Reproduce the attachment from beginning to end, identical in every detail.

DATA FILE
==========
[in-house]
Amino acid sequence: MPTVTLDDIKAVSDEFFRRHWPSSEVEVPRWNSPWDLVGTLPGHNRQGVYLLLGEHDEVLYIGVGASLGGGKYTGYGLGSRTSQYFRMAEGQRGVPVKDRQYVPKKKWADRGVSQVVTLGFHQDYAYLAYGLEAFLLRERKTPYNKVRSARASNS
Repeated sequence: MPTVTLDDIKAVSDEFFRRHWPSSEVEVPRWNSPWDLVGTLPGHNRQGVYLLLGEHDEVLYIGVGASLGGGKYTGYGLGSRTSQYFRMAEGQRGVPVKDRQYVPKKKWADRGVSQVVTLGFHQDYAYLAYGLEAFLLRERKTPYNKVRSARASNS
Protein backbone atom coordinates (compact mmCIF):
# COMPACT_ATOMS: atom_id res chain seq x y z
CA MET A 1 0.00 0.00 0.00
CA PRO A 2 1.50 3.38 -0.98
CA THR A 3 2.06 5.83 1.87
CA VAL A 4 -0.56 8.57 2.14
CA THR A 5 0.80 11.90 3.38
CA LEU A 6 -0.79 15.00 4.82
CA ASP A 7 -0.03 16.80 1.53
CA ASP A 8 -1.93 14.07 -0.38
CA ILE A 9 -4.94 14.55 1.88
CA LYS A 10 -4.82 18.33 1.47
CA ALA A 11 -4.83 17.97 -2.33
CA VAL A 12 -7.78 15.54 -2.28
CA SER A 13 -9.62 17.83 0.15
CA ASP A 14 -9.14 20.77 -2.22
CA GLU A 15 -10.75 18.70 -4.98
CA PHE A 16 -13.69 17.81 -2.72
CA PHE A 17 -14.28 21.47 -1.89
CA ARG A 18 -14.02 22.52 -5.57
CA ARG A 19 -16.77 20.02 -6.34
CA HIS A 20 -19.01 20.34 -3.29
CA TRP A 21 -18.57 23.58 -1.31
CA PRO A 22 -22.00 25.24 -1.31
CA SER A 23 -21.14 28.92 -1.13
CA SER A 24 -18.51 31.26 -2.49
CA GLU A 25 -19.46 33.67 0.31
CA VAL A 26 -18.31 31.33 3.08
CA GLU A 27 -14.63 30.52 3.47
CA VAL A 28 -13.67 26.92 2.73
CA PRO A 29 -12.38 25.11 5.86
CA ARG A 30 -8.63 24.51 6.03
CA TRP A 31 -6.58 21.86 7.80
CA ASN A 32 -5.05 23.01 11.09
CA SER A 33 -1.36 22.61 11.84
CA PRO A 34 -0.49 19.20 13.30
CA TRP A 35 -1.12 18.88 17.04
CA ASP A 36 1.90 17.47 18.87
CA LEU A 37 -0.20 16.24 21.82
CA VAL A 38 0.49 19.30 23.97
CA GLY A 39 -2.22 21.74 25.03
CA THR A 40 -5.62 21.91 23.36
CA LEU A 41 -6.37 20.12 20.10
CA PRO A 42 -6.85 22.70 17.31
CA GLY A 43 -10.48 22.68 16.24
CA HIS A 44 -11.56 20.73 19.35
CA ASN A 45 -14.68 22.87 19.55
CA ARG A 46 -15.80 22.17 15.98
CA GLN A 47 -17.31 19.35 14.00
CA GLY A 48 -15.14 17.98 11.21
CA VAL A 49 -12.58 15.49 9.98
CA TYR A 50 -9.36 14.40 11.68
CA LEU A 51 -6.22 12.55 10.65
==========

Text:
[in-house]
Amino acid sequence: MPTVTLDDIKAVSDEFFRRHWPSSEVEVPRWNSPWDLVGTLPGHNRQGVYLLLGEHDEVLYIGVGASLGGGKYTGYGLGSRTSQYFRMAEGQRGVPVKDRQYVPKKKWADRGVSQVVTLGFHQDYAYLAYGLEAFLLRERKTPYNKVRSARASNS
Repeated sequence: MPTVTLDDIKAVSDEFFRRHWPSSEVEVPRWNSPWDLVGTLPGHNRQGVYLLLGEHDEVLYIGVGASLGGGKYTGYGLGSRTSQYFRMAEGQRGVPVKDRQYVPKKKWADRGVSQVVTLGFHQDYAYLAYGLEAFLLRERKTPYNKVRSARASNS
Protein backbone atom coordinates (compact mmCIF):
# COMPACT_ATOMS: atom_id res chain seq x y z
CA MET A 1 0.00 0.00 0.00
CA PRO A 2 1.50 3.38 -0.98
CA THR A 3 2.06 5.83 1.87
CA VAL A 4 -0.56 8.57 2.14
CA THR A 5 0.80 11.90 3.38
CA LEU A 6 -0.79 15.00 4.82
CA ASP A 7 -0.03 16.80 1.53
CA ASP A 8 -1.93 14.07 -0.38
CA ILE A 9 -4.94 14.55 1.88
CA LYS A 10 -4.82 18.33 1.47
CA ALA A 11 -4.83 17.97 -2.33
CA VAL A 12 -7.78 15.54 -2.28
CA SER A 13 -9.62 17.83 0.15
CA ASP A 14 -9.14 20.77 -2.22
CA GLU A 15 -10.75 18.70 -4.98
CA PHE A 16 -13.69 17.81 -2.72
CA PHE A 17 -14.28 21.47 -1.89
CA ARG A 18 -14.02 22.52 -5.57
CA ARG A 19 -16.77 20.02 -6.34
CA HIS A 20 -19.01 20.34 -3.29
CA TRP A 21 -18.57 23.58 -1.31
CA PRO A 22 -22.00 25.24 -1.31
CA SER A 23 -21.14 28.92 -1.13
CA SER A 24 -18.51 31.26 -2.49
CA GLU A 25 -19.46 33.67 0.31
CA VAL A 26 -18.31 31.33 3.08
CA GLU A 27 -14.63 30.52 3.47
CA VAL A 28 -13.67 26.92 2.73
CA PRO A 29 -12.38 25.11 5.86
CA ARG A 30 -8.63 24.51 6.03
CA TRP A 31 -6.58 21.86 7.80
CA ASN A 32 -5.05 23.01 11.09
CA SER A 33 -1.36 22.61 11.84
CA PRO A 34 -0.49 19.20 13.30
CA TRP A 35 -1.12 18.88 17.04
CA ASP A 36 1.90 17.47 18.87
CA LEU A 37 -0.20 16.24 21.82
CA VAL A 38 0.49 19.30 23.97
CA GLY A 39 -2.22 21.74 25.03
CA THR A 40 -5.62 21.91 23.36
CA LEU A 41 -6.37 20.12 20.10
CA PRO A 42 -6.85 22.70 17.31
CA GLY A 43 -10.48 22.68 16.24
CA HIS A 44 -11.56 20.73 19.35
CA ASN A 45 -14.68 22.87 19.55
CA ARG A 46 -15.80 22.17 15.98
CA GLN A 47 -17.31 19.35 14.00
CA GLY A 48 -15.14 17.98 11.21
CA VAL A 49 -12.58 15.49 9.98
CA TYR A 50 -9.36 14.40 11.68
CA LEU A 51 -6.22 12.55 10.65